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How To Play Slap Bass

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Slap is a great skill to have as bass player. Join Marcus as he explains the basics of playing slap.

What's In This Session?
  • Introduction (0:00)

  • Play slap bass like you’re playing the drums (0:40)

  • Three basic techniques (0:53)

  • Slap (1:11)

  • Pluck (2:12)

  • Slap & pluck example (3:00)

  • Slide & hammer-on (3:16)

  • Conclusions (4:02)

The Full Transcript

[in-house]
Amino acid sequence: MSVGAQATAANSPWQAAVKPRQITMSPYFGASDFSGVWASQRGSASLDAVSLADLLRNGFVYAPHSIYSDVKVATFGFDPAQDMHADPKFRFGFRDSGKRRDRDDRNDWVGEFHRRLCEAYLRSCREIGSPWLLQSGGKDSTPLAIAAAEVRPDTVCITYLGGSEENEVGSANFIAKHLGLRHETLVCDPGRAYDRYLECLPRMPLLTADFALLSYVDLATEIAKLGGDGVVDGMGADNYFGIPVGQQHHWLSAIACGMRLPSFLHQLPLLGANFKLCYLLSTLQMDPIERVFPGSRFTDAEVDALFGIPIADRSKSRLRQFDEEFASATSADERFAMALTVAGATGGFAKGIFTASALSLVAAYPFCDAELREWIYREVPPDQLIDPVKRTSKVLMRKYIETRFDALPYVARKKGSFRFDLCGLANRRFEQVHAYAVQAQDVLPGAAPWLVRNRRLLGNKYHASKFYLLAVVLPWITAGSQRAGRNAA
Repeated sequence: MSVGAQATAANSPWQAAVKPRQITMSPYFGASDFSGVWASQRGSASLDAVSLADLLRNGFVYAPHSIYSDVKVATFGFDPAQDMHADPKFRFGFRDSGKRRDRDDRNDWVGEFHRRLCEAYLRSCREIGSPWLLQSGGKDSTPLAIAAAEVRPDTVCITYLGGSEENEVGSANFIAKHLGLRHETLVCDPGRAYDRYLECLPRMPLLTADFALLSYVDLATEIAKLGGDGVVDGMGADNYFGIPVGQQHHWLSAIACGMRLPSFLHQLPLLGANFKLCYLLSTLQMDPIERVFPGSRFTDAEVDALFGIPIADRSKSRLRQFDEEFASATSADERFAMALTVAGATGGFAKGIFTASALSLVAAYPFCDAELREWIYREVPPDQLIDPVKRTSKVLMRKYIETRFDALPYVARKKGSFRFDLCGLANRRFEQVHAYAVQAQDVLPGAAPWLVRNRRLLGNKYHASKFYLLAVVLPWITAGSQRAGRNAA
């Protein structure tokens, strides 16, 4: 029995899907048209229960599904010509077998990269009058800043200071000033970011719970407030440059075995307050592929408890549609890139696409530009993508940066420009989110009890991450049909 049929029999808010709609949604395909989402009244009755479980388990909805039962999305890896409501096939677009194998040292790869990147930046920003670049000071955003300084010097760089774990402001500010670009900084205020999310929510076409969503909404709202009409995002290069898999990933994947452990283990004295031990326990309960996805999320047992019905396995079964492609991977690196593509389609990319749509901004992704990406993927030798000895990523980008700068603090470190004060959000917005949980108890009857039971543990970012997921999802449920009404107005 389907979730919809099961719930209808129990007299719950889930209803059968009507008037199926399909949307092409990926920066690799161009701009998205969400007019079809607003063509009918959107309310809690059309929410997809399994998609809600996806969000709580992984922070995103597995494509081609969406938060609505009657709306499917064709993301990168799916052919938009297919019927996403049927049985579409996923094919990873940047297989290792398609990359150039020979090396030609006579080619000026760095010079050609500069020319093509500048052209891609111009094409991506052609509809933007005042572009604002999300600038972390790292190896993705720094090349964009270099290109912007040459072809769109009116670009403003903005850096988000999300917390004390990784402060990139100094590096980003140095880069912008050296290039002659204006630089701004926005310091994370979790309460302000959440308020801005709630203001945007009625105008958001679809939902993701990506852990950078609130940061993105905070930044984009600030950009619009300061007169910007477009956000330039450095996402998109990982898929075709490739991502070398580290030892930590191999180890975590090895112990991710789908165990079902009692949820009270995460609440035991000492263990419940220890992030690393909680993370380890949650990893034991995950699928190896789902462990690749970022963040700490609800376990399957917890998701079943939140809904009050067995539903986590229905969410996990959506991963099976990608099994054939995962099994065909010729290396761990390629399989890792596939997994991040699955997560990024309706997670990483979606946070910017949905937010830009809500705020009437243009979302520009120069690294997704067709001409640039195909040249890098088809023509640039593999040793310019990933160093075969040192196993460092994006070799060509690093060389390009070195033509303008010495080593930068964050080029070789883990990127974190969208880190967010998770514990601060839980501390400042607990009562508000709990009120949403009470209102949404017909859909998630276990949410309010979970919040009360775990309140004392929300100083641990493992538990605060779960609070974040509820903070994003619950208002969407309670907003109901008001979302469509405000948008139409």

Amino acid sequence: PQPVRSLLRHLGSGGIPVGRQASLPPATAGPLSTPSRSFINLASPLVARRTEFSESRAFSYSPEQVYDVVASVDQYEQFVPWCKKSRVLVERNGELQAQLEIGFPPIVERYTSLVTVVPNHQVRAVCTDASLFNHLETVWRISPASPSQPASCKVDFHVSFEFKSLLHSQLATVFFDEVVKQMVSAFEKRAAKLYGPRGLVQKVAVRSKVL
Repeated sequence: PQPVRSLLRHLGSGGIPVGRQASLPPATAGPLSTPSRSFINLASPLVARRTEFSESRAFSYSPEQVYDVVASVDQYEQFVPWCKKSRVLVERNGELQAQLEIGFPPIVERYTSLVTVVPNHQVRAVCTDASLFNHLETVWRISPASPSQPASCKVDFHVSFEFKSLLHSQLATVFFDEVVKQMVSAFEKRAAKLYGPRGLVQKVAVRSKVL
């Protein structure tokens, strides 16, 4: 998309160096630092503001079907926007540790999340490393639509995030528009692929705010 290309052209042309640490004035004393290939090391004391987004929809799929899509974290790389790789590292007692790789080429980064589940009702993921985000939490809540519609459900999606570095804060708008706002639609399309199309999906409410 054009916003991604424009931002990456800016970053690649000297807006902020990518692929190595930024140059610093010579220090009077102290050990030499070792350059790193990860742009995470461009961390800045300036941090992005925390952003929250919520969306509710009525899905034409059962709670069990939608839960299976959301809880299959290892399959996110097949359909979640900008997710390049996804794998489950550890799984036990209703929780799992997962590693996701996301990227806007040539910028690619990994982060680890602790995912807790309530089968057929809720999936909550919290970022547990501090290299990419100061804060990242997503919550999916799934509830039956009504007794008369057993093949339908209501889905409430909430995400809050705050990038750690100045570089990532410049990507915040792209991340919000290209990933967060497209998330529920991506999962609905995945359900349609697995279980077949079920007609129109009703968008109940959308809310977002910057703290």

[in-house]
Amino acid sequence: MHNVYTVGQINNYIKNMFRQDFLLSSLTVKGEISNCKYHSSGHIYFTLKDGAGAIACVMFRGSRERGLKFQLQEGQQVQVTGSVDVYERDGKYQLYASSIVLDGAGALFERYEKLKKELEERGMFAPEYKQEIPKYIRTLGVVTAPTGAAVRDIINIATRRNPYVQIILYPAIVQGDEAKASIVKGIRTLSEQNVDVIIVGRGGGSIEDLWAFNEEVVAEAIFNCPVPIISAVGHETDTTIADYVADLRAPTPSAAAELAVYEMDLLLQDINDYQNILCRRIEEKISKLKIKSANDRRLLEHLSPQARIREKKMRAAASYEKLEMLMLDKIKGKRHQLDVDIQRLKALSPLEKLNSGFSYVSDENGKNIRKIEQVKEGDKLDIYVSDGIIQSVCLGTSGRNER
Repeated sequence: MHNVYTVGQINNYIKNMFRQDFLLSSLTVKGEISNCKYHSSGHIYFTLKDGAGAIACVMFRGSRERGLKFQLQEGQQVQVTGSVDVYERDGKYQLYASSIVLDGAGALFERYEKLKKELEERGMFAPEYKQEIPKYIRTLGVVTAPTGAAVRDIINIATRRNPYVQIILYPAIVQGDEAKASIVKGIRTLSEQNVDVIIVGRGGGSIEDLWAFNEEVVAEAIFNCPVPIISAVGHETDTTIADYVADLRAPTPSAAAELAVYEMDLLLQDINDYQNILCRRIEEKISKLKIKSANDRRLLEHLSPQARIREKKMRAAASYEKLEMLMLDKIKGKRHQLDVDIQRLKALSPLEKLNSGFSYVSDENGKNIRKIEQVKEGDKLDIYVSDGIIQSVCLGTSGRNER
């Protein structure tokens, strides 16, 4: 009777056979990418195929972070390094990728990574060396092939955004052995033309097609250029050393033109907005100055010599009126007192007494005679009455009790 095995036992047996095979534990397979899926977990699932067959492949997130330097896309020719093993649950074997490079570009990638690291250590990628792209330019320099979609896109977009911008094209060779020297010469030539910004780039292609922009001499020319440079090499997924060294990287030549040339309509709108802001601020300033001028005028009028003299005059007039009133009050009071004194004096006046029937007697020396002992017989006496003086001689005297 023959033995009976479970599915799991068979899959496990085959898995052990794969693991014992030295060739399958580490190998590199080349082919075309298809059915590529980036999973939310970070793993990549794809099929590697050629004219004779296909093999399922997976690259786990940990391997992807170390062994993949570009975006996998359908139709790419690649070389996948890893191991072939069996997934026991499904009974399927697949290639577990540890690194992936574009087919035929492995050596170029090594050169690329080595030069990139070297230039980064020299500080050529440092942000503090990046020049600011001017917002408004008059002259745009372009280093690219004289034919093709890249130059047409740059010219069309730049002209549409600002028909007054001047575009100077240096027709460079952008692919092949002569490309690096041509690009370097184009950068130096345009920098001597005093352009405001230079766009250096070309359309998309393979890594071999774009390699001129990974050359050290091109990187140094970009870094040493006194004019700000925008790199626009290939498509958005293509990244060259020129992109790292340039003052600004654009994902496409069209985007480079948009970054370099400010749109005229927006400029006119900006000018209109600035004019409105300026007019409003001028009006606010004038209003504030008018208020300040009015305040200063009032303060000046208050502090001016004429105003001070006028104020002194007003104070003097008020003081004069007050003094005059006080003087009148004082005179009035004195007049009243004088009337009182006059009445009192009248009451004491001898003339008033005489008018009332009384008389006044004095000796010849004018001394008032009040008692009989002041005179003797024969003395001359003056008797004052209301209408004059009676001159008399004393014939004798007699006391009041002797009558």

"Hey everybody, we're gonna talk about slap bass today. I love slap, it's so effective, it works really well across different genres of music, specifically when we're talking about worship music. We use slap bass and funk or gospel style songs, and today we're just going to go over the basic techniques of slap and how you can use it effectively in worship music. So slap bass is probably the most rhythmic way to play your bass. You kind of want to think of it like you're playing the drums. Your slap which is your thumb is kind of like the kick, and your pluck, which is your index finger is kind of like the snare. So there are three basic techniques to remember: you've got the slap with your thumb, the pluck with your index finger, and the slide and hammer on with your left hand. So basically your slap sounds like this, pluck is like this and slide hammer on looks like this. Alright let's talk about the slap. So when you're using the slap, itโ€™s all about the wrist. You want to get your thumb level with the string, alright. and I like to slap right on the edge of my neck, right down here, just so there's a nice contact point there. So what you want to do is get your your thumb nice and level, and you just pop it in with your wrist. Make sure you when you're doing this using the bony part of your thumb right here to make the contact. It might take a little while for you to get used to that, but just practice. Take some time right now, pause the video, and just start slapping right in the edge of the neck. One other thing to note with the slap is: when you're slapping, you donโ€™t want to just make your thumb stay down. It's kind of like bouncing. It's kind of like jumping off a trampoline. So make sure your thumb bounces back up to where it came from. Now on to the pluck using your index or your middle finger, whatever is more comfortable for you. Basically what you want to do is: you want to make a hook shape with the finger. So I like to use, I actually go back and forth but I like to use the index finger for this. It's usually on the way up after you slap, so it sounds like this. So basically when you pluck, you want to keep your your plucking finger as close to the string as possible. You don't want to pluck far away, you want to keep it close so you can get back there quickly for next pluck, and it's less work for your right hand. Keep a note your left hand is gonna be moving all over the neck, back and forth, as you get good at this, but you want your right hand to be nice and close so that you don't have to think about it. It's just right there, ready for that musical pop. So here's a really quick example of a slap and pluck on an octave scale in G. So the next part of playing slap bass is the slide slash hammer on. You know, you can use either a slide or a hammer on or both in a sequence to make your musical point. Here's an example of a slide: you slap the first note, you slide it up to the next. And here's what a hammer on would sound like if you want to use it together: you can do maybe a slide on one octave and then move it to a hammer on with the next octave. It would sound like this. So slap is one of those techniques that might take a little bit more work on your part to get you playing in a song and a worship set. So as you go through this video, don't be afraid to stop and rewind and go over the individual techniques one by one. Remember, we're working with a slap with your thumb, the pop with your middle or index finger, and a slide slash hammer on with your left hand. So work on those individually, put them together, and then start trying it in a song and see how you do. It's been a pleasure working with you today, I hope you learned something new."